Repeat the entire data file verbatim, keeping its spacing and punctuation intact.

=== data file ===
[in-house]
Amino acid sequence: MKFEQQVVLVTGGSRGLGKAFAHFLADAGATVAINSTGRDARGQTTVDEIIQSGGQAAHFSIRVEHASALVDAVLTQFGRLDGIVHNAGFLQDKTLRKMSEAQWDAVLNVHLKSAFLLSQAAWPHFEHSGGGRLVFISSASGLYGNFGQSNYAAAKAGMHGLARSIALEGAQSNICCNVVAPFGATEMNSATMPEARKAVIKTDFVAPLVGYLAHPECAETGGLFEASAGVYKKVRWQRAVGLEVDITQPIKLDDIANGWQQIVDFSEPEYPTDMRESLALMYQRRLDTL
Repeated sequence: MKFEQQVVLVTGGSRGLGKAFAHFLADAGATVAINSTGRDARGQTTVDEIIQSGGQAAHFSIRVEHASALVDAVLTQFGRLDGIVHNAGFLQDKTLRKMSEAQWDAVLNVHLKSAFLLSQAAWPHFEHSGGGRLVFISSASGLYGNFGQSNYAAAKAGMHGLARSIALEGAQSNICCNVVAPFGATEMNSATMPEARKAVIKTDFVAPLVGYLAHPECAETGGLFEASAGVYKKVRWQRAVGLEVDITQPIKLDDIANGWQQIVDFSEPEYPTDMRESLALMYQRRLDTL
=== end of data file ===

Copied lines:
[in-house]
Amino acid sequence: MKFEQQVVLVTGGSRGLGKAFAHFLADAGATVAINSTGRDARGQTTVDEIIQSGGQAAHFSIRVEHASALVDAVLTQFGRLDGIVHNAGFLQDKTLRKMSEAQWDAVLNVHLKSAFLLSQAAWPHFEHSGGGRLVFISSASGLYGNFGQSNYAAAKAGMHGLARSIALEGAQSNICCNVVAPFGATEMNSATMPEARKAVIKTDFVAPLVGYLAHPECAETGGLFEASAGVYKKVRWQRAVGLEVDITQPIKLDDIANGWQQIVDFSEPEYPTDMRESLALMYQRRLDTL
Repeated sequence: MKFEQQVVLVTGGSRGLGKAFAHFLADAGATVAINSTGRDARGQTTVDEIIQSGGQAAHFSIRVEHASALVDAVLTQFGRLDGIVHNAGFLQDKTLRKMSEAQWDAVLNVHLKSAFLLSQAAWPHFEHSGGGRLVFISSASGLYGNFGQSNYAAAKAGMHGLARSIALEGAQSNICCNVVAPFGATEMNSATMPEARKAVIKTDFVAPLVGYLAHPECAETGGLFEASAGVYKKVRWQRAVGLEVDITQPIKLDDIANGWQQIVDFSEPEYPTDMRESLALMYQRRLDTL